What You Should Know About Cat Sneezing

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Pass the tissues, please! Is your cat sneezing more than usual? Mild sneezing is a normal biological function in cats, so it's not uncommon for them to sneeze now and then. However, if your cat is sneezing continually or more frequently than usual, it may signal that something is wrong and you need to visit your veterinarian. Here are the basics of cat sneezing so you know what to expect.

How Often Should Cats Sneeze?

Cats sneeze for many of the same reasons humans sneeze. For example, it's normal for cats to sneeze if they have an itchy nose or sniffed something irritating. What's considered a normal amount of sneezing can vary, but it's generally limited to a couple of times a day. Importantly, normal sneezing isn't accompanied by nasal discharge or other signs of illness.

Occasional sneezing is nothing to worry about. But if you notice your cat suddenly sneezing more than usual, sneezing repeatedly or showing other signs they're sick, something is amiss.

Signs of Illness

Signs your cat's sneezing may indicate an underlying concern include:

  • Nasal discharge of any color
  • Nasal redness or swelling
  • Open-mouth breathing
  • Pawing at the face
  • Coughing
  • Fever
  • Lethargy
  • Loss of appetite
  • Vomiting
  • Bad breath
  • Bloody saliva

If you notice unusual sneezing, particularly in combination with any of these signs, visit your vet.

sneezing cat

Causes of Sneezing in Cats

Anything that affects or irritates your cat's nasal passages can cause sneezing. Some conditions are self-limiting (don't require any treatment), while others are more serious and require veterinary care. Here are some of the more serious conditions that can cause sneezing in cats.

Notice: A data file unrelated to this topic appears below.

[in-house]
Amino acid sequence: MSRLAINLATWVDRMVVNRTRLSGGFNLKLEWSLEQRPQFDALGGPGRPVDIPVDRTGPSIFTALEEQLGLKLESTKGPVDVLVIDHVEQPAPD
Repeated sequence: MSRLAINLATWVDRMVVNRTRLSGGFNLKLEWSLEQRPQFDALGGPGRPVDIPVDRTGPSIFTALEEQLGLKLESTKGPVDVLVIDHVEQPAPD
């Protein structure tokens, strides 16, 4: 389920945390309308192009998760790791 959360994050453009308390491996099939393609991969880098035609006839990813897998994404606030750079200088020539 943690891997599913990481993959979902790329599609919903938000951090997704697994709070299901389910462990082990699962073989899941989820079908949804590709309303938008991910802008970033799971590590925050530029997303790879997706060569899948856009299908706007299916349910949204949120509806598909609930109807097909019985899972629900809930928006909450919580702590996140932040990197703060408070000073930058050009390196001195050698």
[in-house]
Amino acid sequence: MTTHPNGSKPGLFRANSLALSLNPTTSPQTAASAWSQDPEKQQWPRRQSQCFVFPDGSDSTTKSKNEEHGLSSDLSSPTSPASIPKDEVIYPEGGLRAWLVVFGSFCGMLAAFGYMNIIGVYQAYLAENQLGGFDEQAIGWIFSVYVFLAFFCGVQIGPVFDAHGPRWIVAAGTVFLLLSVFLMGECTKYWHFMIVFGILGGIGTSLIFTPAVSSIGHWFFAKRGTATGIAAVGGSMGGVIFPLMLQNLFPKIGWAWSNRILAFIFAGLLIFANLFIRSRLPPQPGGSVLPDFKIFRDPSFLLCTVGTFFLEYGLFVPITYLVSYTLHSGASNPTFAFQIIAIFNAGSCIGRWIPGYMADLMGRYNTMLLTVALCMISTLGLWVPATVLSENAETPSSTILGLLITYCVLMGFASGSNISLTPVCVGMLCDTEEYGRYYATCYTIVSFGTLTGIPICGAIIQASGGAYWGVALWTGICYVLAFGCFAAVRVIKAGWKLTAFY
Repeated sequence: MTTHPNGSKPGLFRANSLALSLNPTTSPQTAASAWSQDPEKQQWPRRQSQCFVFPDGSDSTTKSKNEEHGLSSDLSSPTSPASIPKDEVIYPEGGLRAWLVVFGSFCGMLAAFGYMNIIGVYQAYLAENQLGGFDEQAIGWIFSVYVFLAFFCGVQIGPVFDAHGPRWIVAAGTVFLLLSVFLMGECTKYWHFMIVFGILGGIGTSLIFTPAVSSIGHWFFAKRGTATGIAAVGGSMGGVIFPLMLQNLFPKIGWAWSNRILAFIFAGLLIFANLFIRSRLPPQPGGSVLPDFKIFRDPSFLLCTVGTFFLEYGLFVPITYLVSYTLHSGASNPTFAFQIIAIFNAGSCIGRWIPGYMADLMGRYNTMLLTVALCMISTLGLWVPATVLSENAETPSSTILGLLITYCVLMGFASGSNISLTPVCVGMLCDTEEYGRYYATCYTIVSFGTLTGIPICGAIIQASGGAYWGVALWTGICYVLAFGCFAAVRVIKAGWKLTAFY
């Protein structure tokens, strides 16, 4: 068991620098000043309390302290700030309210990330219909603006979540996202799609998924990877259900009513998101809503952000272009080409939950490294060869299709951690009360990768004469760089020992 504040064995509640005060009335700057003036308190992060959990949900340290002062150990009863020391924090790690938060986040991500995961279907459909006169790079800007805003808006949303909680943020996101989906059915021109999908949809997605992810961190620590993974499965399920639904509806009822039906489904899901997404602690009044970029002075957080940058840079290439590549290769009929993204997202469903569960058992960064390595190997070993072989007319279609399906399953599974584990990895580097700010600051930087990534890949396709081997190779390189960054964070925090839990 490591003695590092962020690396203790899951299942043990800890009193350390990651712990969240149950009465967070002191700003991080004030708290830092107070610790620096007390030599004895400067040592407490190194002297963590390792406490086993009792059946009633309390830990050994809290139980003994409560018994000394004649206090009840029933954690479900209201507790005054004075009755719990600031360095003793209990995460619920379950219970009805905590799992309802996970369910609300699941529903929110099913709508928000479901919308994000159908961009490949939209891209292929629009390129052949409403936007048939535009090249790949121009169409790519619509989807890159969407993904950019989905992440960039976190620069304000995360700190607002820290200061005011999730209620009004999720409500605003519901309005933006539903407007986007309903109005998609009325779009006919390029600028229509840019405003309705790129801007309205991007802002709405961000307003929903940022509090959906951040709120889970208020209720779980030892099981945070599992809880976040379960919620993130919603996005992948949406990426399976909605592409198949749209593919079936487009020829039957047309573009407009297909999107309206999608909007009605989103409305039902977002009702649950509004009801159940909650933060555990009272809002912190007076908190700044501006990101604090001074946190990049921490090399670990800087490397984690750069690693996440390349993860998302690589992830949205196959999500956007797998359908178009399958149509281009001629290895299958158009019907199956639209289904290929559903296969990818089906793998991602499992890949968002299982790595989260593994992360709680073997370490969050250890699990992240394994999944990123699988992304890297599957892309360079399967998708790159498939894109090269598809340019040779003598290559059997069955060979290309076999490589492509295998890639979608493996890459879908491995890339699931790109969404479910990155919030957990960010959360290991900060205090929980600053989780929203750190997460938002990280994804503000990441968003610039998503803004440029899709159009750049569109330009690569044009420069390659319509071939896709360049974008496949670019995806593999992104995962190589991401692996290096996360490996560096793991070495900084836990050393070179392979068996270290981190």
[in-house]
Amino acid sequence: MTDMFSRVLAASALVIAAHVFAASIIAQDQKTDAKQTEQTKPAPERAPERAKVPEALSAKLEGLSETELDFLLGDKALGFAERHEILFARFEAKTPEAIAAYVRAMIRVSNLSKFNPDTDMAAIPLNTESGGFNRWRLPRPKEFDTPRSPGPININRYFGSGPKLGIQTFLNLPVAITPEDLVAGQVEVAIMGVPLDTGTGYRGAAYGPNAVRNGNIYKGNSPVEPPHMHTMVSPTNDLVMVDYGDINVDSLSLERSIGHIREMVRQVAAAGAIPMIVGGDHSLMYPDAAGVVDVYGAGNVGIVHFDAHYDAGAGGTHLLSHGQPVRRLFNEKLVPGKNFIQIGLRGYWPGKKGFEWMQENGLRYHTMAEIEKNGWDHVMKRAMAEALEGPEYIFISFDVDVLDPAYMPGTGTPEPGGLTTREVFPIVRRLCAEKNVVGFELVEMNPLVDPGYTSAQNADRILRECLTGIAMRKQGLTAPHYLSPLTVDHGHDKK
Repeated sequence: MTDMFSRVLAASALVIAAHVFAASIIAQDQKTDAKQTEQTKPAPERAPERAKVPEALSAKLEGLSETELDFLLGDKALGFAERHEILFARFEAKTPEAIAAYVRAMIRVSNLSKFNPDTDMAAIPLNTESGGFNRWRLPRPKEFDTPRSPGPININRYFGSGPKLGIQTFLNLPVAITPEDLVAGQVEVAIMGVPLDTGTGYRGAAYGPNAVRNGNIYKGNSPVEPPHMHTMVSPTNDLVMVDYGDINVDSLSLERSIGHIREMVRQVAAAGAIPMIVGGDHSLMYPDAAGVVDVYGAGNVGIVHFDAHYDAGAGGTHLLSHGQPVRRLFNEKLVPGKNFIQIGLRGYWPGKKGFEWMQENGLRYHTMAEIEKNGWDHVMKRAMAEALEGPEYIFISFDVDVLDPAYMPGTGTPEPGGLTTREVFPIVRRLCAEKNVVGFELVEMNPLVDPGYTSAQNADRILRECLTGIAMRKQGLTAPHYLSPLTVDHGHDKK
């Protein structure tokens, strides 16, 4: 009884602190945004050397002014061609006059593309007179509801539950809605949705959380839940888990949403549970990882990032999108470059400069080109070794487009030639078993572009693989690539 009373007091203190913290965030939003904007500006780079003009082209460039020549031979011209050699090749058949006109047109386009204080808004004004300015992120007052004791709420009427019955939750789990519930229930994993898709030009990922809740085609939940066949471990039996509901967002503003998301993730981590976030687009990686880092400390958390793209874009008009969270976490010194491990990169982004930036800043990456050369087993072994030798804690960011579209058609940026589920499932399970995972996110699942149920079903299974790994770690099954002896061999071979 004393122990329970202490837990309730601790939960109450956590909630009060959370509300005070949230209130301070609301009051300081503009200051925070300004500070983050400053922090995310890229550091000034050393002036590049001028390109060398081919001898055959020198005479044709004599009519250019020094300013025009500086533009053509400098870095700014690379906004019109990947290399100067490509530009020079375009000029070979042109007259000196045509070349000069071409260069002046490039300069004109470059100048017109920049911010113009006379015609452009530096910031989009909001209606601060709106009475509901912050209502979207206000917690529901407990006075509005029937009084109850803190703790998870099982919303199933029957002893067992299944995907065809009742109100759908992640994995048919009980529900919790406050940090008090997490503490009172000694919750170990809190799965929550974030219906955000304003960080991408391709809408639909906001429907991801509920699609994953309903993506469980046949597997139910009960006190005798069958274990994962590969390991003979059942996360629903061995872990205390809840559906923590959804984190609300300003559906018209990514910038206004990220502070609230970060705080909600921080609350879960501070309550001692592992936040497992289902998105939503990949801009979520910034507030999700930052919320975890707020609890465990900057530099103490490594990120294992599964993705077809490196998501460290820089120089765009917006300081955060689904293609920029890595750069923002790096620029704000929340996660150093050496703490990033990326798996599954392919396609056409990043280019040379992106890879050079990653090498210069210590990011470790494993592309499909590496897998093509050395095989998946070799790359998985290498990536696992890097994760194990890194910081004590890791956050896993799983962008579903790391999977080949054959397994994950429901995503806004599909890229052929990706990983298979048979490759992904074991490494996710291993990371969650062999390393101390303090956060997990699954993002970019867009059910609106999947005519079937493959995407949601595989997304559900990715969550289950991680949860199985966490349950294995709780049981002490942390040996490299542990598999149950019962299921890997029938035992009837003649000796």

Upper Respiratory Infection

One of the most common causes of sneezing in cats is an upper respiratory infection. Viruses (such as herpes), bacteria, fungi and protozoa can infect your cat's nasal passages, causing signs such as sneezing, nasal discharge, fever, red eyes and loss of appetite.

Dental Disease

It might come as a surprise that dental disease can cause sneezing in cats, but it's true! The roots of your cat's teeth on the upper jaw are close to their nasal passages. If an upper tooth root becomes infected, it can cause swelling and inflammation, resulting in sneezing and nasal discharge. Dental disease can also cause bad breath, loss of appetite, teeth chattering and bloody saliva.

Allergies or Irritants

Cats can be sensitive to many inhaled irritants and allergens, including dust, cigarette smoke, spices, cleaning products, scented candles, pollen and dust mites, leading to sneezing and red eyes. Allergens and irritants may also contribute to feline asthma — another potential cause of excessive cat sneezing.

Foreign Material

Foreign objects, such as a blade of grass, can become stuck in your cat's nose when they attempt to munch on or sniff something. This can result in violent, repetitive sneezing, bloody discharge and facial pawing. Generally, cats must be sedated to remove foreign objects safely. Never attempt to remove something yourself without consulting your vet — instead, seek care right away.

Nasal Polyp

Nasal polyps are benign (noncancerous) inflammatory growths that can occur in your cat's nose or throat. The cause of polyps in cats isn't well understood. Signs of polyps include sneezing, nasal discharge, difficulty breathing and bad breath.

veterinary clinic with cat